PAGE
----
John Johnston, NPI Director, Chemigraphic
Wearable tech has come of age.
Most of the heavy-lifting has already been done, which is why so many start-ups are keen to use their focus and agility to bring new wearable products to market.
Multiple technology and component solutions are already in place, so there’s no need for a huge R&D budget or large resource team.
Start-up OEMs can now focus on innovation. They can develop a prototype and then rely on the skills, knowledge and network of an EMS partner to overcome the manufacturing challenges posed by wearable devices.
There are three key challenges:
- What works for small-scale design validation and prototyping may not translate smoothly to a volume ready manufacturing process.
- There is a risk of enduring a lifetime of sub-optimal manufacturing efficiency if you’re not aware of all the options available for materials, components and build. These need to be implemented at the beginning for the best results.
- Unnecessary costs and delays can be incurred if you lack access to a reliable network of specialist suppliers in an effective supply chain.
The wearables market
Wearables burst on the scene with the fitness tracker boom in recent years but such simple tech has quickly run its course, to be replaced by more sophisticated alternatives.
As the market has developed it has matured: more complex devices such as smartwatches now dominate and specialist devices aimed at the military and industrial market are proliferating. Other key sectors for this technology are medical, where applications include condition monitoring systems such as heart rate trackers and industrial, in which human-machine interfaces such as augmented reality vision systems are used.
- The global market is now worth £10.2m.
- It’s growing at a healthy 6% each year.
- China is far and away the largest market, followed by USA and India.
Sensors and switches
‘From an electromechanical perspective, a wristwatch and a smartwatch are polar opposites and require a different design. Contact and operability are of paramount importance for smartwatches: they must provide a satisfying, tactile experience, a high life-cycle and a consistency of operation.’ Eric Ewing, Senior Product Manager at Panasonic
The more ‘smart’ functions you incorporate into your device, the more important your position and choice of switches and sensors becomes.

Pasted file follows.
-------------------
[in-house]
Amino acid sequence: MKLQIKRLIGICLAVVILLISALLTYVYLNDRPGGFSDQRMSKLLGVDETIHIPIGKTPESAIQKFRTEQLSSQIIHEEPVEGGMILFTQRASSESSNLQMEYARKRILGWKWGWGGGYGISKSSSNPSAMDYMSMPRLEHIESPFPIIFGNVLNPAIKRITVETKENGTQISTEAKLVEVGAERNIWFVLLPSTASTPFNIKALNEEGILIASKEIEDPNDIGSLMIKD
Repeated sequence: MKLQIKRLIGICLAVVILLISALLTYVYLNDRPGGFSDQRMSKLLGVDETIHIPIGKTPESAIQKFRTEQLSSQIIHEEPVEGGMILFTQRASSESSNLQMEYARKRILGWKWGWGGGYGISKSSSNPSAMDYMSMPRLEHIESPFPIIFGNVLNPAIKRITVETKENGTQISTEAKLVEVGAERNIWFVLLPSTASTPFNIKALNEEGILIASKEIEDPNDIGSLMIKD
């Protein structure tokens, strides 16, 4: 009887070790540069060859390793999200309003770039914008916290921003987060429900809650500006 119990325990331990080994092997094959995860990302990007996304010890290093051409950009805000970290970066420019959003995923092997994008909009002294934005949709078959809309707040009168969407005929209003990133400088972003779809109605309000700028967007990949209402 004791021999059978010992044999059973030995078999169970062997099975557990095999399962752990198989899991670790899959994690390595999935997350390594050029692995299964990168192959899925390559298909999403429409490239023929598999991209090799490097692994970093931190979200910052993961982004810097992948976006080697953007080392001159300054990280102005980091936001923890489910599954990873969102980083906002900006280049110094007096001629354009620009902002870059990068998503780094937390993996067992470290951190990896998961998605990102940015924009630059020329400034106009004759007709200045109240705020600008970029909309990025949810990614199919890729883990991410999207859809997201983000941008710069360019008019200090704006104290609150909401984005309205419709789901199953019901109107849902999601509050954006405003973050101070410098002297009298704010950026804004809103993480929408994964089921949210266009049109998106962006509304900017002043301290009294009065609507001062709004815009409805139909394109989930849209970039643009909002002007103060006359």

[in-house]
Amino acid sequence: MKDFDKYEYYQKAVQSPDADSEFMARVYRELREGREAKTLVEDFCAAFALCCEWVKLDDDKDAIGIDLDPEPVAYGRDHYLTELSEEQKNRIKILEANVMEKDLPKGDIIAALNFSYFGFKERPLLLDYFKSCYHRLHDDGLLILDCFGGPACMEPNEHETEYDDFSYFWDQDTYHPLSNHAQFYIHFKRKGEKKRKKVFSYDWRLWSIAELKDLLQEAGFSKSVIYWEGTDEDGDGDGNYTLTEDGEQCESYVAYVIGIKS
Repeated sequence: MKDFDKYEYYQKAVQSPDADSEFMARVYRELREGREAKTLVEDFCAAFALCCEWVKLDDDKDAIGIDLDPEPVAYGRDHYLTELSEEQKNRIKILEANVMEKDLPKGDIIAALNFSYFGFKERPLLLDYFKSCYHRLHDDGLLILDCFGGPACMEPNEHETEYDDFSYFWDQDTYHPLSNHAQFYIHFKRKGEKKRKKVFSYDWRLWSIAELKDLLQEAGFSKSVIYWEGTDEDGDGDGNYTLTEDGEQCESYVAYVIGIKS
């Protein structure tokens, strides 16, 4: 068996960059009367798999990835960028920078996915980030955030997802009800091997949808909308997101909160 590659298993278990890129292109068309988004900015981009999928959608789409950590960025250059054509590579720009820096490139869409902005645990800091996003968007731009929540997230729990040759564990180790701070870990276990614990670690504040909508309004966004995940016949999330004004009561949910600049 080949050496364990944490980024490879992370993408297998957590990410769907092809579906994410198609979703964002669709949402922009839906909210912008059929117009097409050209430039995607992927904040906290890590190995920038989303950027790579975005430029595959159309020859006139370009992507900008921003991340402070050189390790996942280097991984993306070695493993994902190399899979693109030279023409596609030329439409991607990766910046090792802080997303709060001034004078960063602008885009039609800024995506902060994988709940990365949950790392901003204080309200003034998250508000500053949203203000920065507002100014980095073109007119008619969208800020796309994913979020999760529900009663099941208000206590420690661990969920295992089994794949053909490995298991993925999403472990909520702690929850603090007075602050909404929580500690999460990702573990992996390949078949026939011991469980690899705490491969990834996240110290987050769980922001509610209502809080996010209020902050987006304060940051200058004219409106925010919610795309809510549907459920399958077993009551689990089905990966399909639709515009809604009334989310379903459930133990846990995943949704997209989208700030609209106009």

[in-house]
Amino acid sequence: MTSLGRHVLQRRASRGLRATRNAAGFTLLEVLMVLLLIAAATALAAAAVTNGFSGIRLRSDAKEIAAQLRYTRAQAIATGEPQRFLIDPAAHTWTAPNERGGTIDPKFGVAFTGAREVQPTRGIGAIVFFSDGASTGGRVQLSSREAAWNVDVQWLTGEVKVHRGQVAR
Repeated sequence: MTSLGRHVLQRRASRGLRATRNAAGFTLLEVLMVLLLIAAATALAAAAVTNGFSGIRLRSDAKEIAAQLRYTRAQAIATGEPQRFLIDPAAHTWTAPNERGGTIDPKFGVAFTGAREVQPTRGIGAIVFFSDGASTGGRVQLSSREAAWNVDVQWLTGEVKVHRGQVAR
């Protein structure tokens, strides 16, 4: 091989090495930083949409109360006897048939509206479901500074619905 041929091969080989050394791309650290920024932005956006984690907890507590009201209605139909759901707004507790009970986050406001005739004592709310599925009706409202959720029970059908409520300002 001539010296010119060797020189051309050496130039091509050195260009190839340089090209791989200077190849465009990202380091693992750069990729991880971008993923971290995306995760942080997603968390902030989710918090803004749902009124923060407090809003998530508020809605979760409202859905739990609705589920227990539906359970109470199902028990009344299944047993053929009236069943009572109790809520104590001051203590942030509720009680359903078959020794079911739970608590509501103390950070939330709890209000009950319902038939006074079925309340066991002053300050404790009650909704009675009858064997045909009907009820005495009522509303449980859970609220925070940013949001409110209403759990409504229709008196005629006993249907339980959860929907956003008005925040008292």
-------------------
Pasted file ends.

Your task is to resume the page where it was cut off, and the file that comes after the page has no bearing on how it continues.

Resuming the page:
For sensors, they must be placed incredibly accurately – and tested extensively – to ensure they are sensitive enough to relay accurate data that can be transferred to other devices.
For switches on devices worn on the head, such as listening devices and smart glasses, a light actuation force is required. However, for easily accessible wearables that are within the user’s direct field of vision, a high actuation force is needed to avoid operating errors from knocks and bumps.
Protection and flexibility
Tactile switches for wearables also need to be able to work properly in different environments over many years. Worn close to the skin the salt contained in sweat is a major threat to unprotected components, but protection is also required against water, damp, moisture and dust penetration.
The components must be fitted to withstand the inevitable knocks and bumps of daily life – but they must also be encased in flexible materials that stretch and adapt.
Wearables demand a manufacturing partner who can creatively respond to restrictions on how components can be used and where they can be placed. To avoid costly changes late in the manufacturing process, early engagement is critical.
Beyond electronics themselves, successful material selection for wearables requires experience in working with products where hygiene, sterilisation, durability, adjustability, waterproofing and stain resistance are all factors in play.
Batteries, charging and connectivity
Battery life is one of the biggest challenges for wearable tech. Space is limited, so the more efficient the electronics the better. This also means that the user will be less likely to suffer discomfort through heat.
Lithium ion is the preferred battery option for longer life from a smaller space. This hazardous material can cause issues for transport, shipping, handling and storage. And at least two big names – Samsung and FitBit – can attest that the risk to users should not be taken lightly either.
Wearable devices tend to use Bluetooth for connectivity rather than Wi-Fi. Tests have shown that Bluetooth technology can use 3% of the energy required by Wi-Fi.
Wear it’s at
Wearable tech is a growing market. Beyond the consumer market, sectors such as medical, military and industrial are increasingly relying on IoT-enabled wearables.
Potentially, manufacturing and supply chain considerations still pose significant challenges to OEMs. These are challenges that the best EMS providers have been meeting for a long time.
Engage early and you’ll be wearing a smile.